(June 9) Two of the nation’s leading supermarket chains are in the crosshairs of Securities and Exchange Commission inquiries into their vendor allowance practices.

A retail observer says the inquiries are part of federal regulators’ increased scrutiny into corporate activity.

The Kroger Co., Cincinnati, announced June 4 that it had responded to an SEC information request.

Albertsons Inc., Boise, Idaho, acknowledged it had received an SEC inquiry letter, according to a June 4 report in The Wall Street Journal.

Kroger complied with the SEC’s request for a review of Kroger’s financial forms from the second and third quarters of fiscal 2002, and the SEC required no changes to its reports, a Kroger spokesman said in a news release.

The SEC wanted Kroger to explain how it handled allowances received by vendors.

In a Dow Jones Business News report, a Kroger spokesman said the vendor allowances issue was only a part of what the SEC wanted to see.

In a report on an SEC investigation into IBM, The Wall Street Journal listed Albertsons among other retailers such as BJ’s Wholesale Club Inc., pharmacy CVS Corp., and office supplier Staples Inc., as receiving SEC inquiries. The report stated that the retailers described the reviews as requests for how they handled vendor allowances.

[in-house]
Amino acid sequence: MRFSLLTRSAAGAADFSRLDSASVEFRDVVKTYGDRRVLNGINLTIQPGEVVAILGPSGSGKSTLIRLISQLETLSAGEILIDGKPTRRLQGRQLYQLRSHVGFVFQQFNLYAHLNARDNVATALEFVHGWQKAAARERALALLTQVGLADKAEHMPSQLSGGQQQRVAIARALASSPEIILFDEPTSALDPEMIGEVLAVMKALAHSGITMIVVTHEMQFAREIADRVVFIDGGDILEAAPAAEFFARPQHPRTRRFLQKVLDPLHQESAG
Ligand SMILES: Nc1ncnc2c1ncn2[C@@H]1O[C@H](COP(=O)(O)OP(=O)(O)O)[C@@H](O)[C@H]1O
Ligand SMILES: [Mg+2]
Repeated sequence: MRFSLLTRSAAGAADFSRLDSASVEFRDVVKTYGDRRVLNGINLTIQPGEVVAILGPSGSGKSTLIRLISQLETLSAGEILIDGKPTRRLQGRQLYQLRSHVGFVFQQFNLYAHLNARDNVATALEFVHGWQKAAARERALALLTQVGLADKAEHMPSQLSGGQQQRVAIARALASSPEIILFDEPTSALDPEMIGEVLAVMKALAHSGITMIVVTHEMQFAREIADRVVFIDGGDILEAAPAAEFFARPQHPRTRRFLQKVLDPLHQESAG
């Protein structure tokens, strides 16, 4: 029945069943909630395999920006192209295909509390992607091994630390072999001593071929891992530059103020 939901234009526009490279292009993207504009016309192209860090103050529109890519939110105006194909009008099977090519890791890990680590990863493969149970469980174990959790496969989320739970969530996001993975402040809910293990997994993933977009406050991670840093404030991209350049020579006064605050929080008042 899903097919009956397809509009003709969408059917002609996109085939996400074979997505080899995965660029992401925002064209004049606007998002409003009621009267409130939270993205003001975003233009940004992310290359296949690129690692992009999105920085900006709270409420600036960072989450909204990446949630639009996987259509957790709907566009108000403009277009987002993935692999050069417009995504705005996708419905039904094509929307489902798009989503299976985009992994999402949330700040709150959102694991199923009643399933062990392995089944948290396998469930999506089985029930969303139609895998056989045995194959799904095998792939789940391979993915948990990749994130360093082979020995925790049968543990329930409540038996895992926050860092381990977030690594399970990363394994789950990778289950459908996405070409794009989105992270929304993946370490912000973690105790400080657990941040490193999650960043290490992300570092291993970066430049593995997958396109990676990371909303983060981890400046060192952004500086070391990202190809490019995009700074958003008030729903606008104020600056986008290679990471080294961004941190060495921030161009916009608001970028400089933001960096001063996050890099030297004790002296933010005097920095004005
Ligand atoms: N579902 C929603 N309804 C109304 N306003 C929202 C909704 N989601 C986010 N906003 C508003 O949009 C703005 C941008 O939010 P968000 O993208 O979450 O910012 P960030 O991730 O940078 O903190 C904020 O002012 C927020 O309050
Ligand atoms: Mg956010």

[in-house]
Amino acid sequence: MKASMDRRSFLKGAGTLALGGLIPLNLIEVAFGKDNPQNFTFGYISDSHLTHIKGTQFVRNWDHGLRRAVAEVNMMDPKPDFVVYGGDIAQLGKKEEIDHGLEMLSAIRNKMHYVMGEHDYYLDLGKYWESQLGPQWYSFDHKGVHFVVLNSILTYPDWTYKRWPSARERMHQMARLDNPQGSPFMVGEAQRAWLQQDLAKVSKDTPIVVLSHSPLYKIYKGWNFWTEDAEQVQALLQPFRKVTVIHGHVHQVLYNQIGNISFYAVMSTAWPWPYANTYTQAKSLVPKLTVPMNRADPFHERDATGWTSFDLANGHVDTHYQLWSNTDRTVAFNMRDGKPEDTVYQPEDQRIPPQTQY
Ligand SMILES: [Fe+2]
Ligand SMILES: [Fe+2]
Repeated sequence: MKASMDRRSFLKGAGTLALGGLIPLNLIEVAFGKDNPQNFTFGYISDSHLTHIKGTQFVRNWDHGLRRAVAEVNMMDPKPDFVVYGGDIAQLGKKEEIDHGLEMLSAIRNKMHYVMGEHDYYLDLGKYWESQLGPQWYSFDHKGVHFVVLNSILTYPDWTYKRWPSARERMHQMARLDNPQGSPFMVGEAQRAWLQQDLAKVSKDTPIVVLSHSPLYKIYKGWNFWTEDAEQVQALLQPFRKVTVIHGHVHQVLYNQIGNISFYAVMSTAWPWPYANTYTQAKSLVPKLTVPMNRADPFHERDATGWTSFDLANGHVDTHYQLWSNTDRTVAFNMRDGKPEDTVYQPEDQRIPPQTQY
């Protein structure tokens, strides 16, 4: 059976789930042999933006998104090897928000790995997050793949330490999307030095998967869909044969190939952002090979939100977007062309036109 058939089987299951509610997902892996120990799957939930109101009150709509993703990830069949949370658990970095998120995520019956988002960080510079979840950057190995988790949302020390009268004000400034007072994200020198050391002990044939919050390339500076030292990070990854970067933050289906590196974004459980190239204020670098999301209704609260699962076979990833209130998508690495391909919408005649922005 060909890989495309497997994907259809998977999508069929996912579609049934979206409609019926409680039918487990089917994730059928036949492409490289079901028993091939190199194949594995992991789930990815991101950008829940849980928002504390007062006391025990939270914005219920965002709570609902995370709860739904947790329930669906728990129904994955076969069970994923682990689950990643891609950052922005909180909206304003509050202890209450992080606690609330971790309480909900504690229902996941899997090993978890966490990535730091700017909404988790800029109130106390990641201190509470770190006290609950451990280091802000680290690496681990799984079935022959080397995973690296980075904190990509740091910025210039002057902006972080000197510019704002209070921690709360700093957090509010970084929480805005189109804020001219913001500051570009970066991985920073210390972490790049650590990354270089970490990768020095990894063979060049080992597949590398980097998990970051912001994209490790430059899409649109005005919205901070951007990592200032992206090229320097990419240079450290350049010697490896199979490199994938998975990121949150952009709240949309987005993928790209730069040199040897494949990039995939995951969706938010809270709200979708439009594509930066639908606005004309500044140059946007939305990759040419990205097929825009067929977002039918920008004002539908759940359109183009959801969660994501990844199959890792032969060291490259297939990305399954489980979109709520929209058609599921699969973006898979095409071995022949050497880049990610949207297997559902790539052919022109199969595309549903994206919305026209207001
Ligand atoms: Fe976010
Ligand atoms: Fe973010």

Ed Odron, president of Produce Marketing Consultants, a Stockton, Calif.-based retail-consulting firm, said such corporate examination will only increase.

“Everyone is under scrutiny since the Ahold situation and Enron,” he said. “Everything is being looked at very closely.”

Odron said he expects that companies such as Albertsons, Safeway, Kroger and Wal-Mart will come under regulators’ scrutiny within three to four years.

“The large corporations are scrambling to make sure their accounting practices are in line so items aren’t being misrepresented so stocks can go up or down,” he said.

On the other hand, Odron said, most corporate leaders will view the development in a positive light.

“The companies want a clean slate,” he said. “Once they come through, they can report everything is being followed correctly.”

Telephone calls to Kroger and Albertsons were not returned.

The developments follow SEC investigations into broadliner Fleming Cos. Inc., Lewisville, Texas, retail food wholesaler Nash-Finch Co., Minneapolis, and a massive bookkeeping scandal involving Dutch retail giant Royal Ahold NV.